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Lola Huete Machado

Conflicted Normalities

Por: | 13 de diciembre de 2012

Por: Faith Schwieker-Miyanzadi (journalist, Médicos Sin Fronteras, Nairobi, Kenya)

Spanish version here

Where gender roles are clear, where men walk in and sit in a raw of their own, in a socially defined sitting arrangement. Where women, without word, take their side of the hall and sit calmly; listening and waiting. “They want it like that.” I’m told, so I have to leave for the women’s side of the room: respect for culture, a fact one has to be very conscious about to live and work in this community.

Among the women are MSF midwives, doctors and other staff who’ve helped forge forth a two-year project in the area.

Welcome to Ijara, an area prone to chronic recurrent drought and chronic malnutrition, high maternal mortality and high TB incidences. A district of about 87,771 people, where MSF has been working for two years now – from 2010 to 2012 to promote sexual and reproductive health. This is the handover workshop held by MSF and other stakeholders.

Ijara Women
Every day, approximately 800 women die from preventable causes related to pregnancy and childbirth. Here, Ijara Women. Women´s row, on the other side, the seats reserved for men. Faith Schwieker-Miyandazi / MSF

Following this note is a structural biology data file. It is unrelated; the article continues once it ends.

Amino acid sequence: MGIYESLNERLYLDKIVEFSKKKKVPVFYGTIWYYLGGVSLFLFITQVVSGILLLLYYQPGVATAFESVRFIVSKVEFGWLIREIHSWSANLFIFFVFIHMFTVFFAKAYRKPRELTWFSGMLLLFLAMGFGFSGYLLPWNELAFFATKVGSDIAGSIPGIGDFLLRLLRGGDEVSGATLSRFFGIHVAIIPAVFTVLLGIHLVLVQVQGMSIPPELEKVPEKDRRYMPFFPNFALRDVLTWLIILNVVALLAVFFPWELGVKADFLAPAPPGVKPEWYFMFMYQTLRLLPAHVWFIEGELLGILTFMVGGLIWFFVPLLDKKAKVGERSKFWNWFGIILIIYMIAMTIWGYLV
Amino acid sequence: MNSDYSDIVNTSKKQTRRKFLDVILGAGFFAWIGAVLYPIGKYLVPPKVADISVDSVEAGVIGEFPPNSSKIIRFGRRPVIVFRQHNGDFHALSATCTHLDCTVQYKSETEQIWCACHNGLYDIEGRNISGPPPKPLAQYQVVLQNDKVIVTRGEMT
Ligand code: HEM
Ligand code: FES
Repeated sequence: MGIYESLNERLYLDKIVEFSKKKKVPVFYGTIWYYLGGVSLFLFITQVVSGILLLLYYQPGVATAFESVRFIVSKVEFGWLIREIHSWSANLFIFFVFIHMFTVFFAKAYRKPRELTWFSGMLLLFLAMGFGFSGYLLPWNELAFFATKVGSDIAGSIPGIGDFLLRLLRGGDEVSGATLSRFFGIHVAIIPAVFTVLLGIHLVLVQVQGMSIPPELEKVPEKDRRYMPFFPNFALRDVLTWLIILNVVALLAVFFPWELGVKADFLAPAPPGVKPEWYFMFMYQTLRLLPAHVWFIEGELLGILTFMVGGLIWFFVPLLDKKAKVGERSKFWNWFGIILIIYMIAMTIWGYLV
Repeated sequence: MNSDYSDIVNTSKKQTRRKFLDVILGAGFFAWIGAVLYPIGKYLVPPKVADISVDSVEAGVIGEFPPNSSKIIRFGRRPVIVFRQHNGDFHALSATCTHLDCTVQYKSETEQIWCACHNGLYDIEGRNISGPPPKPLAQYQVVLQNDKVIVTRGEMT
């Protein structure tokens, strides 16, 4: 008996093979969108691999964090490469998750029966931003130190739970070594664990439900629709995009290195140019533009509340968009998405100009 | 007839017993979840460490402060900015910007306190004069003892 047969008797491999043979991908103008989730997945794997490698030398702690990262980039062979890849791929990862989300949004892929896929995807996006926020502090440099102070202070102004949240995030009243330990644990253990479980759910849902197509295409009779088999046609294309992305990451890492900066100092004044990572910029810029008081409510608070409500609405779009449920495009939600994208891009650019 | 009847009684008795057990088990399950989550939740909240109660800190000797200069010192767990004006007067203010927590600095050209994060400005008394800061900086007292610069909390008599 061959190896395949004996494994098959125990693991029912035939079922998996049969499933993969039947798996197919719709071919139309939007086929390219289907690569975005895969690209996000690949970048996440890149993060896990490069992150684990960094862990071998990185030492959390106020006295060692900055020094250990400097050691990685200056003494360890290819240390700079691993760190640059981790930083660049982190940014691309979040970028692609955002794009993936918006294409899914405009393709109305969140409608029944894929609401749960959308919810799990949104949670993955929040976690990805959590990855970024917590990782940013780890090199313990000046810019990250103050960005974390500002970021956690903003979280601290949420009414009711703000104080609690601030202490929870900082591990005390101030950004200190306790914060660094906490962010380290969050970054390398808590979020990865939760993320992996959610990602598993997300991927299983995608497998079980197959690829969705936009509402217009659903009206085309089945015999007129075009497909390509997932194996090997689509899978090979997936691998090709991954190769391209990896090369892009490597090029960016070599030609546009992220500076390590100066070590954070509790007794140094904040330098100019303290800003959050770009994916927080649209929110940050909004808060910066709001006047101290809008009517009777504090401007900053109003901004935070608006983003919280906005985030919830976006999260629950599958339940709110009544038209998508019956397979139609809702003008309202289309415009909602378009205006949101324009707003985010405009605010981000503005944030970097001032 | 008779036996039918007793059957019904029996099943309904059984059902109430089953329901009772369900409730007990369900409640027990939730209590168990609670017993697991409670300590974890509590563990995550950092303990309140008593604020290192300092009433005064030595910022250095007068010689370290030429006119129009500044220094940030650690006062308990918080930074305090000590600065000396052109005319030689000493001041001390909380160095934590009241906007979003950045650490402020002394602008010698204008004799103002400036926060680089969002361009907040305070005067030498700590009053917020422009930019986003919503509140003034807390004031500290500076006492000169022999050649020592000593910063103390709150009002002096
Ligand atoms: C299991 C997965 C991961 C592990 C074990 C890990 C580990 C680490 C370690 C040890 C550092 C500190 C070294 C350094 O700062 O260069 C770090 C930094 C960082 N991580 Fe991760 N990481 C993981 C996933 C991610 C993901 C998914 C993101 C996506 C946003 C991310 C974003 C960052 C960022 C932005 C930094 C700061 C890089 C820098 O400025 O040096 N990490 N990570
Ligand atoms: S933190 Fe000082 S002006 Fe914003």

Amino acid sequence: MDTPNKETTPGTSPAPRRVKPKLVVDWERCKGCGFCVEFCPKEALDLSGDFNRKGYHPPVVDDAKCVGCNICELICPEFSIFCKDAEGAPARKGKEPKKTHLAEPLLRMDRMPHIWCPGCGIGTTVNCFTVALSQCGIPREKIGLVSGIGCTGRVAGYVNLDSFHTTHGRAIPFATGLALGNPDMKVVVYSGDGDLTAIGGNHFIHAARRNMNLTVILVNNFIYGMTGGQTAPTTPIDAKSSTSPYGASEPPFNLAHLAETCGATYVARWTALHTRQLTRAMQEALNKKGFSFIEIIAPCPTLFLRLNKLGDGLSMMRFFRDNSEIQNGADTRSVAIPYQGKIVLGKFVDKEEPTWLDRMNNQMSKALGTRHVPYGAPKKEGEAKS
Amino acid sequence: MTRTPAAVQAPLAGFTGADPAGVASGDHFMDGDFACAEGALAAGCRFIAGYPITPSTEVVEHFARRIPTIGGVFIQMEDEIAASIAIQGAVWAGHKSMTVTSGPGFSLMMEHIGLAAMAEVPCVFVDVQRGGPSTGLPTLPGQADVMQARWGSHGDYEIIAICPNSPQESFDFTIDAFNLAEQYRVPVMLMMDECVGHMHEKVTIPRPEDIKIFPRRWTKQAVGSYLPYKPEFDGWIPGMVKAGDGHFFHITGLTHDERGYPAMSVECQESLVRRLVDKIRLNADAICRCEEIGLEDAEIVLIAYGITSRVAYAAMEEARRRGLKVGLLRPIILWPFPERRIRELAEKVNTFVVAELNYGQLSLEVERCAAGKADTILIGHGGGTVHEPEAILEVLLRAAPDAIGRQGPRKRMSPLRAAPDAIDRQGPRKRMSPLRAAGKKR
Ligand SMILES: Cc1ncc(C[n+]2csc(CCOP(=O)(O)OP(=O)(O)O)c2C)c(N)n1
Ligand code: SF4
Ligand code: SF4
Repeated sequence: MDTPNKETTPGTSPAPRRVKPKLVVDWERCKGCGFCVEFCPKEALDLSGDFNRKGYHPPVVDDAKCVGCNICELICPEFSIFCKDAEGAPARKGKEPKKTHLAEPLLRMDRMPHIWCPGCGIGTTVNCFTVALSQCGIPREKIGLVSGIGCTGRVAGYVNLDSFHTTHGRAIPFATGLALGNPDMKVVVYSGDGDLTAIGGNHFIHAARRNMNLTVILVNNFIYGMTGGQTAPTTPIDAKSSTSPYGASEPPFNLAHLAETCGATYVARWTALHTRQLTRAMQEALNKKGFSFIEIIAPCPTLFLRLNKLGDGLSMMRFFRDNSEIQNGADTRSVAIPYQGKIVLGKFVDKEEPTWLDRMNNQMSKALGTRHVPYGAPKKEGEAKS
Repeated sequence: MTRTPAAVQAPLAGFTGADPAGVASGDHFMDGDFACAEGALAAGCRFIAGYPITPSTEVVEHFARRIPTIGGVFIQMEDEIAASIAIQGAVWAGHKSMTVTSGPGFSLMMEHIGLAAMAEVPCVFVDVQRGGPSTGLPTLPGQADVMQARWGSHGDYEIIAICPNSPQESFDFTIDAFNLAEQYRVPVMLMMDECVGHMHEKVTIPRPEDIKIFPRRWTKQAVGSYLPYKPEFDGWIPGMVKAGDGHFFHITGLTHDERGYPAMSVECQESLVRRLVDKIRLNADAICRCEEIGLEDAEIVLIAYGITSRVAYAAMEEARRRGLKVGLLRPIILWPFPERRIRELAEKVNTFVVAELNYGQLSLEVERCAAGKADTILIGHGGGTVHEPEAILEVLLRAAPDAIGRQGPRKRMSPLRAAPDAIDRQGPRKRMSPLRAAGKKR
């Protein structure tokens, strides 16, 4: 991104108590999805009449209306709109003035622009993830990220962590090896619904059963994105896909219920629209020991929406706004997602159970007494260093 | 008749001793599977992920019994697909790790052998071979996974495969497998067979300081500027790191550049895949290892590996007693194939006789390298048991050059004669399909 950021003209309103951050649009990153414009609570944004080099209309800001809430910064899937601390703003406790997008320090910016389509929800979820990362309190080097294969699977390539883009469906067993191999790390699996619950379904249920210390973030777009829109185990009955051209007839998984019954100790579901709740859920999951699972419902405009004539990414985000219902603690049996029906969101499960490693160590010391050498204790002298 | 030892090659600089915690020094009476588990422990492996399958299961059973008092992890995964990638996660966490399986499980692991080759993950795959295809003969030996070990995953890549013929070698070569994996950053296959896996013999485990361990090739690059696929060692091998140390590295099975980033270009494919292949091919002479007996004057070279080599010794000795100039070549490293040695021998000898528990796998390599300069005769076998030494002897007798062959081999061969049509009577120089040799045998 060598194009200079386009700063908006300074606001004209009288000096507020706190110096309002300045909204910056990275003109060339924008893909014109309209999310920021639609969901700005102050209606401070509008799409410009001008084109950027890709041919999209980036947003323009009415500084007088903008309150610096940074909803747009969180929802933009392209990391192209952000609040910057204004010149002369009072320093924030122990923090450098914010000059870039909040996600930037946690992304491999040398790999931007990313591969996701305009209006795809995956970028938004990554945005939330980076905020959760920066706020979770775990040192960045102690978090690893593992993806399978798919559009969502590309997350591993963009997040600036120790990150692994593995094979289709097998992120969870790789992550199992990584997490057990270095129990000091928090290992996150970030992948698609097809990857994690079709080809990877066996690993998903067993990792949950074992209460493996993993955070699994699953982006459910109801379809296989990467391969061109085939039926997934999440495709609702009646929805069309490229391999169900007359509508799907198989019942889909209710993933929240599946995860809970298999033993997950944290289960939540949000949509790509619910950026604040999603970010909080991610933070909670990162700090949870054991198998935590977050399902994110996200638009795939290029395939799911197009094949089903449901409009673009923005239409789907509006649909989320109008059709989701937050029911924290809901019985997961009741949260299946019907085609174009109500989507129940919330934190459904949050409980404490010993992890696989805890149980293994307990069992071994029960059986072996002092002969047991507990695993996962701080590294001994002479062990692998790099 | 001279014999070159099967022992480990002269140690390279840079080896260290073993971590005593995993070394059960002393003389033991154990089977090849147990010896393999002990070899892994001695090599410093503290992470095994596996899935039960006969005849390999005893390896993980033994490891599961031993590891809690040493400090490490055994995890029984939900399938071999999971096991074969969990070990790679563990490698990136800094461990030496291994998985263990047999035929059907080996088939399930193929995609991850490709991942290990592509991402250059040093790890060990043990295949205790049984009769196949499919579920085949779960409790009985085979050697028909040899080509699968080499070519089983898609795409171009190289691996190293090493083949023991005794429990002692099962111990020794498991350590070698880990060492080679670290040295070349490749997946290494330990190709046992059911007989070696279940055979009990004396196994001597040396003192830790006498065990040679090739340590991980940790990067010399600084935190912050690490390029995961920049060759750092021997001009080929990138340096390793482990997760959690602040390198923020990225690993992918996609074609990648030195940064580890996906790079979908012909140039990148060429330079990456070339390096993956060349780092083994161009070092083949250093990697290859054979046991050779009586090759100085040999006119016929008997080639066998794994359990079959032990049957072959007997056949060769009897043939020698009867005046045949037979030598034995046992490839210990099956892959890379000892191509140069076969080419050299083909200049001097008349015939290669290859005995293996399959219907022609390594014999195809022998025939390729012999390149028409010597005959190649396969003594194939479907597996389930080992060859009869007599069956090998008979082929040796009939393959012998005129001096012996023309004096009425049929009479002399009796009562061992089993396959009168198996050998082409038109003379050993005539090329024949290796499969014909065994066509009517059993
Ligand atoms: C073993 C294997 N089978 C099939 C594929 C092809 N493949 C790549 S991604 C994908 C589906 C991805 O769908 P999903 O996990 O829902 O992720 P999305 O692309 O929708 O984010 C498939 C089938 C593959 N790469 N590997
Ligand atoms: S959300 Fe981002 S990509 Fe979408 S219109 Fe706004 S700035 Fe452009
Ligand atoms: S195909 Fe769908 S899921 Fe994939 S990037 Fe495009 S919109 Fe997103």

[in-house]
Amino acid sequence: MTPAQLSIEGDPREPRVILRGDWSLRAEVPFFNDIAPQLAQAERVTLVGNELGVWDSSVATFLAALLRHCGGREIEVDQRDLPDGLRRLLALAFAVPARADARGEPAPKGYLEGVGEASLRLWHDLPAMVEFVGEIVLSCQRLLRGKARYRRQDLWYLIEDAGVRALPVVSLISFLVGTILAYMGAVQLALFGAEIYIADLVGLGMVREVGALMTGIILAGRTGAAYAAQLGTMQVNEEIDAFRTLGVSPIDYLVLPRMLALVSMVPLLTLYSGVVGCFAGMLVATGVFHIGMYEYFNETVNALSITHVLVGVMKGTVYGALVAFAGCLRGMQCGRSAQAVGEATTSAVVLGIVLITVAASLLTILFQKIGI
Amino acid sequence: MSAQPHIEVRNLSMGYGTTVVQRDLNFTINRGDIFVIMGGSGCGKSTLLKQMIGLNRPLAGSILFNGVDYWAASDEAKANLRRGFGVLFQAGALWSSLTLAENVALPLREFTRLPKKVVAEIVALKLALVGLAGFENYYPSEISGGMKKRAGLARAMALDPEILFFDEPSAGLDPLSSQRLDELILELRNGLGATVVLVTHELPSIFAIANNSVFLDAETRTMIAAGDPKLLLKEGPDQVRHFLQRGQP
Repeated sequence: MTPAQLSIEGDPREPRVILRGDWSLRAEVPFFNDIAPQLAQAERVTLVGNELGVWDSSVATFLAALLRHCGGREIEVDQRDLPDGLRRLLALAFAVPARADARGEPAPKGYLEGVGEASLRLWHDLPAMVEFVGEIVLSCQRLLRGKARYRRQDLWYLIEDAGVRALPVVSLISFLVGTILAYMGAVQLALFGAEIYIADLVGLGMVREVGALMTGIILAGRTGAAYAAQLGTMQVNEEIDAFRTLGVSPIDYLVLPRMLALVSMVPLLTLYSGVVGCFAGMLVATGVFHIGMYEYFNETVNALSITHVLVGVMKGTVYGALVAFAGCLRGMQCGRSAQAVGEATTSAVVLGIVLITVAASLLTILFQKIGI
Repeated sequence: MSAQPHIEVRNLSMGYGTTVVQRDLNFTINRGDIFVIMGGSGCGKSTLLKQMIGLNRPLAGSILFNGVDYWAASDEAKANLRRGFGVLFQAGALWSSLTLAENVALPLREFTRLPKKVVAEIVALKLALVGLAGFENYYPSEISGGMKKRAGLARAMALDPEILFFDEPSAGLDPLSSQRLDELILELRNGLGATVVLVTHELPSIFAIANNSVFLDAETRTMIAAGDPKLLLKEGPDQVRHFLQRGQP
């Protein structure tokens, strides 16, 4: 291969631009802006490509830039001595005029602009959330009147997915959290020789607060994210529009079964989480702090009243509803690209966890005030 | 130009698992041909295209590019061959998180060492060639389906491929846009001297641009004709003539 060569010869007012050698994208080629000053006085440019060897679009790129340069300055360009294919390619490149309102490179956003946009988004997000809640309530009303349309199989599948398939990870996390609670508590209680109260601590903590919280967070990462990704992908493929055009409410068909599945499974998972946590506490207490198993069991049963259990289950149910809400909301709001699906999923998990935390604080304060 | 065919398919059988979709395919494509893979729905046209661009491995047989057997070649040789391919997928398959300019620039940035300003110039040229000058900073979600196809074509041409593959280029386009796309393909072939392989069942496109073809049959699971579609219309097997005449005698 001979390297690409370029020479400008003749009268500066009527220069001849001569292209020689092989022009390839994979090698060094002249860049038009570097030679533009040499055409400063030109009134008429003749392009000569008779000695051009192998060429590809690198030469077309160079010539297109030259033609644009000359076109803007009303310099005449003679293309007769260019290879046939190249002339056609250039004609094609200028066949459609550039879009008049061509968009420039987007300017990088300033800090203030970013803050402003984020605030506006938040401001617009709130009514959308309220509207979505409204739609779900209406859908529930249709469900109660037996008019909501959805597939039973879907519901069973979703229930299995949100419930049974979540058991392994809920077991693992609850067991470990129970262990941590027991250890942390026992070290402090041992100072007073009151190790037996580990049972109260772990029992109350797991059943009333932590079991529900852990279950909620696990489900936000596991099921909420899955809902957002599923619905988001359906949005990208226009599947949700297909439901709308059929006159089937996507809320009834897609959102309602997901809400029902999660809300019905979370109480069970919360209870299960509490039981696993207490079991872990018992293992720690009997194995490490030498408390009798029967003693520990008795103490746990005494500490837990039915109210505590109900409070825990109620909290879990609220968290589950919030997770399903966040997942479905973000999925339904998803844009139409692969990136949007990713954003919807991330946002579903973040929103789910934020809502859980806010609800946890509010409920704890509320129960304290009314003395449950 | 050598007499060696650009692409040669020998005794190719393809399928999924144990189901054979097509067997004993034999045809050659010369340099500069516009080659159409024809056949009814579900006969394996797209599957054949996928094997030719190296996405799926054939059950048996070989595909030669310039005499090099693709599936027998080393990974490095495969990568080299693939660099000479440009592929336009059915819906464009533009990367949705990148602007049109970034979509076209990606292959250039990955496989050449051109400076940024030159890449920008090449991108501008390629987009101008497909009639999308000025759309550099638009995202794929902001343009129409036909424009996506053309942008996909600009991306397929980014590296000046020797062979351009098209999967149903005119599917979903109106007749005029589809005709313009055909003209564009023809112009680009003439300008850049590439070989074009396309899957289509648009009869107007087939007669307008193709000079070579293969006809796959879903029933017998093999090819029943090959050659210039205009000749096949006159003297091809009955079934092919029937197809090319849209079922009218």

In a district where a man takes pride in his wife delivering at home and a woman’s respect and prowess is, among other things, dependant on home delivery, one can only imagine the time and effort it takes to change such strong convictions. In fact, we have spent two years encouraging women to visit the Antenatal care units of the Sangailu and Hulugho division health centres.

Illiteracy levels (in terms of formal education – ability to read and write) in the area are quiet high and this affects the way people choose to access healthcare. I say choose because the decision of a woman to go to hospital, say, to deliver, does not necessarily lie with her but her husband/male partner. Therefore, if the husband is not convinced of the importance of institutional delivery, the woman will not get permission to go to hospital and therefore risks death in case of childbirth complications.

Moreover, there are traditional beliefs engrained in the community that haunt safe motherhood: For instance, for a long time, women in Ijara have lost their babies due to intrapartum haemorrhage or postpartum haemorrhage. Lack of knowledge made them always pin the cause of death to bad omens or the bad eye or other traditional beliefs.

To see a woman now, comfortably talk about reproductive health and use words like postpartum haemorrhage in acronym form – PPH will leave any doctor, medical professional or layman impressed. This was a long and rigorous journey that MSF had to undertake to see women’s education in issues of reproductive health come thus far.

Having gruntingly changed my sitting position earlier, to the women’s side, I sit somewhat relaxed, observing, waiting to see how things would turn out as the hall fills up. The men’s side is slowly filling up as there are more men than women in the hall; men continue to pour in and so do a few women. I turn my head to look behind from time to time. As the men’s side fills up, I notice a woman take two more seats to the opposite side.